Those of us here in the U.S. are excited for a three day weekend as we celebrate Memorial Day. However, the one downer is traffic. Since this weekend is kind of like the unofficial start of the summer, a lot of people travel to visit family and friends which results in a lot of congestion on the roads.
Finding your way is the easy part if you use Google Maps, but finding the best route with the shortest delay is no easy task. Google Maps already helps with traffic alerts, but a new update might makes things a little easier.
At a press event today, Spotify announced some major changes to their service built on the data they have amassed from 25 billion hours of listeners using the service over the past seven years. Besides new content that is being added in the form of video clips and podcasts, Spotify is planning to move away from the concept of genres and toward playlists focused more on moods, time of day, and listening history. Read more
A few weeks ago, Google Maps was hacked through the Map Maker function which resulted in an image of an Android peeing on the Apple logo near Rawalpindi, Pakistan. Google immediately apologized and removed the image. They supposedly suspended Map Maker as well.
Now they have suffered something similar. Don’t bother trying this because it has already been taken down, but yesterday if you searched for “N***** king” (yes that is the N word), you were directed to the White House. It even worked with the search term “n****a house.”
It used to be that when you went to Starbucks, you could pick up a card that gave you a free iTunes download, but it seems that will be coming to and end soon, which is no bad thing if you are an Android user. This is because Starbucks and Spotify have just entered into a multi-year agreement that will see the music subscription service become an integral part of the Starbucks experience. This partnership will see the 7,000 Starbucks locations in the U.S. linked with the approximate 60 million (global) Spotify subscribers, creating a ‘first of its kind ecosystem’.
After being purchased by LINE from Microsoft and Nokia, MixRadio has ditched its beta tag and hit Google’s App Store. The music streaming service tries to offer a more personalized approach to your music by learning what you like and playing things it thinks you’ll like. Other apps have tried to do this with mixed success, so it’ll be interesting to see if MixRadio can pull it off.
The app has also announced a partnership with HTC that will curate music news to BlinkFeed on HTC devices. As the service learns what music you like, it will display relevant info and news about artists and genres you like in your news feed. It’s a pretty nifty use of BlinkFeed that hopefully works as well as it sounds. Read more
Instagram has made their Layout collage app available for Android users today, giving you the ability to set up your pictures in several different layouts. It’s something that many other apps have gotten popular doing, but Instagram’s approach seems incredibly streamlined.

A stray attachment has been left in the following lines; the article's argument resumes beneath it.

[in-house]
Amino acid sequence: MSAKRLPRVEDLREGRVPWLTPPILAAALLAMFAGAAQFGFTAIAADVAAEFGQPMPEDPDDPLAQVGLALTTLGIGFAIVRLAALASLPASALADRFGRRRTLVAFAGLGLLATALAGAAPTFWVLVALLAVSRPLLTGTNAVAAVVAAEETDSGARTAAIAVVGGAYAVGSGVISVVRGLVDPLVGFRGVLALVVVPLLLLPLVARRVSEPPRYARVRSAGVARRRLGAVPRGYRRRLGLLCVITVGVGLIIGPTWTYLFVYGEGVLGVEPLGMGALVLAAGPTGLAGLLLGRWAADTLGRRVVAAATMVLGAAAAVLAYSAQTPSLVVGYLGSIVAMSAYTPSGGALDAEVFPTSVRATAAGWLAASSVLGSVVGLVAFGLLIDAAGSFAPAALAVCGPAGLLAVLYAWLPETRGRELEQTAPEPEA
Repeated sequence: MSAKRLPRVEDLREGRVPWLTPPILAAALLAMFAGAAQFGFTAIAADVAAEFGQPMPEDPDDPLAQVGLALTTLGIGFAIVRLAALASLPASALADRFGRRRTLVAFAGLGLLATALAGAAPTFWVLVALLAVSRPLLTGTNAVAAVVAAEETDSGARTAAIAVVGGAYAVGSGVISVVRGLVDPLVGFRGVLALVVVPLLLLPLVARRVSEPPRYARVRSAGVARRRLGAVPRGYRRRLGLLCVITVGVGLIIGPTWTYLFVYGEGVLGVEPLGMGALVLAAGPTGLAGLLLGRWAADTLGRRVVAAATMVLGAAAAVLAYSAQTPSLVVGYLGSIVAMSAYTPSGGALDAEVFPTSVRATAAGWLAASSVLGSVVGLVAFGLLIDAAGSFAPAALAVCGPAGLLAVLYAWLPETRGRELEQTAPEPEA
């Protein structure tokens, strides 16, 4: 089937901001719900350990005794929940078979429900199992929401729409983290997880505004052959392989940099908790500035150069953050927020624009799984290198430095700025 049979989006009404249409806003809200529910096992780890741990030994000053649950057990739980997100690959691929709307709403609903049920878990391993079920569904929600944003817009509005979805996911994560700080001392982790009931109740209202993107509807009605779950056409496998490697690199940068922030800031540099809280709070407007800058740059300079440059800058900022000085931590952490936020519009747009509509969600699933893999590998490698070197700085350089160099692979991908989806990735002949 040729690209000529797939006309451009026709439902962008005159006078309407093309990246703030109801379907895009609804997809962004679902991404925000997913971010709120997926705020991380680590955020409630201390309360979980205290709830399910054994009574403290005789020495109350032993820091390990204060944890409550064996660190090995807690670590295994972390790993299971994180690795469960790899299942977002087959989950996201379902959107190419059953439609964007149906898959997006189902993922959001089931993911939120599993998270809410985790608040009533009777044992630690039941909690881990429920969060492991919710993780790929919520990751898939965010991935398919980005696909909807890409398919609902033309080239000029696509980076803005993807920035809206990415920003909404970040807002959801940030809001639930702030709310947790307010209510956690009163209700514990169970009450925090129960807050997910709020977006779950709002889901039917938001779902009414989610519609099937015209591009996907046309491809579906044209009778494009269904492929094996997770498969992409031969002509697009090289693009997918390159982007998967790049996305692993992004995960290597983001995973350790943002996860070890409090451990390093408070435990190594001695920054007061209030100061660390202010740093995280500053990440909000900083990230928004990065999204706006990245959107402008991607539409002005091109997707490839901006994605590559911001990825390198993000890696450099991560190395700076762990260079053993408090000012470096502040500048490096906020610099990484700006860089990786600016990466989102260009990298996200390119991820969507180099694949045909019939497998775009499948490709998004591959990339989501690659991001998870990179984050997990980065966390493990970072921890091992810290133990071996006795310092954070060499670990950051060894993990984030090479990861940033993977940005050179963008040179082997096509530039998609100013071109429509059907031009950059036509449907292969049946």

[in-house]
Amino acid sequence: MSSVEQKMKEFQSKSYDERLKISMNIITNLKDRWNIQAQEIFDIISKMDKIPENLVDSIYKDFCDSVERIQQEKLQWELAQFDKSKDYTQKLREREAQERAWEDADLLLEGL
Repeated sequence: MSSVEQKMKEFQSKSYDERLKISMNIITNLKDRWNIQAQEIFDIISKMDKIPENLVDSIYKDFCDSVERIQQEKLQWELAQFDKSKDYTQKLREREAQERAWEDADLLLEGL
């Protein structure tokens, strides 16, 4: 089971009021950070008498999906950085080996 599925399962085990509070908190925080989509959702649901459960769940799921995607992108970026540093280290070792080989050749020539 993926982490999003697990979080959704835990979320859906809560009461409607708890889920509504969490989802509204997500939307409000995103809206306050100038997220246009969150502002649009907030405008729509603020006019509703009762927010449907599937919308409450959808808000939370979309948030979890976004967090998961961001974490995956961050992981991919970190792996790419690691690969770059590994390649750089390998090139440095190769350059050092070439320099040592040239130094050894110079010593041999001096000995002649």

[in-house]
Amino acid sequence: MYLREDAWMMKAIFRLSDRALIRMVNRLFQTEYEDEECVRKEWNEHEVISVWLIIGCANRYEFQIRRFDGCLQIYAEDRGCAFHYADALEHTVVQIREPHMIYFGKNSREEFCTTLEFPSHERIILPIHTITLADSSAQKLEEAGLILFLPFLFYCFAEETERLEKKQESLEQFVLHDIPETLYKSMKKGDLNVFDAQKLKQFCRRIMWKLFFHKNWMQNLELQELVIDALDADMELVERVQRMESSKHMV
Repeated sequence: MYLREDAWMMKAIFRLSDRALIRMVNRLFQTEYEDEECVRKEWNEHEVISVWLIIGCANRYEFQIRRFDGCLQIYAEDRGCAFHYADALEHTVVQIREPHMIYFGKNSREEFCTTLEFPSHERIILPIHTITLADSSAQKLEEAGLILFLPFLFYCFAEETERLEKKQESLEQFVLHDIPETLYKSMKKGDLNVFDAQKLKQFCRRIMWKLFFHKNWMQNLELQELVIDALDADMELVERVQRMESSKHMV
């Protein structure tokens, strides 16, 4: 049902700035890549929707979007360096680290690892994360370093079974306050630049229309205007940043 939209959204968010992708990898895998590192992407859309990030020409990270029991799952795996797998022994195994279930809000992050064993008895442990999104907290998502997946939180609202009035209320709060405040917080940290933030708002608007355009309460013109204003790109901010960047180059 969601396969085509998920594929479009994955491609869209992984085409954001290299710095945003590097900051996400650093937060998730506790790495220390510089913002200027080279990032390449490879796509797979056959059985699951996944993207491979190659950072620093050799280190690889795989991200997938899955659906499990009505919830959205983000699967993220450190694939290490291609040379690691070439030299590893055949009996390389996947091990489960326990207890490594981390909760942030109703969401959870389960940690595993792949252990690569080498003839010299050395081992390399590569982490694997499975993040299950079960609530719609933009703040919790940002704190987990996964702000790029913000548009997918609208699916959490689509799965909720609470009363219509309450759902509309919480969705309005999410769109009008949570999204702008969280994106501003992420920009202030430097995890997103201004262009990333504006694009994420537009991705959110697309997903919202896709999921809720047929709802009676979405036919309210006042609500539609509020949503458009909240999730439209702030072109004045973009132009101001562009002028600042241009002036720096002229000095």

The interface is very touch-friendly, allowing you to easily drag and drop different photos, pinch to zoom in, and drag the borders of your different photo frames to adjust the size. That leaves a ton of room for customization, which is great for Instagram users. Read more
The Basis Peak, developed by a company underneath Intel, finally has support for Google’s health and fitness platform. The Basis Peak now shares data with Google Fit and other similar platforms. The data normally stored in the official app — heart rate, calories, and activities — can be on the move. Meanwhile, the app allows users to import their weight data from outside platforms.
Hit the break to see what else the Basis Peak got today.
Next week, the split between Google+ and features involving photographs is expected to be complete. Bloomberg reports that Google will likely use I/O 2015 as a launch pad for a photo sharing and storage service. Users will be able to share photos to other services while storing them underneath Google’s name.
The move could be in response to competition, such as Facebook owning Instagram, moving ahead in the mobile photography space.
Are you interested in what Google has coming with photos? Let us know in the comments if you are already locked in with another service for sharing and storing photos.
Another service from Samsung has launched as a direct competitor to an offering from Apple. Flow, which is a response to Apple’s Continuity, transfers activities between devices in real-time. Users can also use one device with the other. For example, hitting an address link on a tablet will bring the option to view a map on a phone. Information stays on one screen while the other device manages another task. Activities can be transferred or paused immediately with Flow.
The app, which is labeled as a beta, works with the Galaxy S6, Galaxy S6 Edge, Galaxy S5, Galaxy Alpha, Galaxy Note 4, Galaxy Note Edge, and Galaxy Tab S.
Hit the break for the gallery and download links.
This past January Microsoft released Office for Android on tablet devices that were at least 7-inches in size. Today they announced another step in their effort to make the suite of desktop applications truly cross-platform and cross-device with the launch of beta testing of the app on Android smartphones. Microsoft says the interfaces for Word, Excel and PowerPoint have all been optimized for use on Android phones while preserving formatting and content. Read more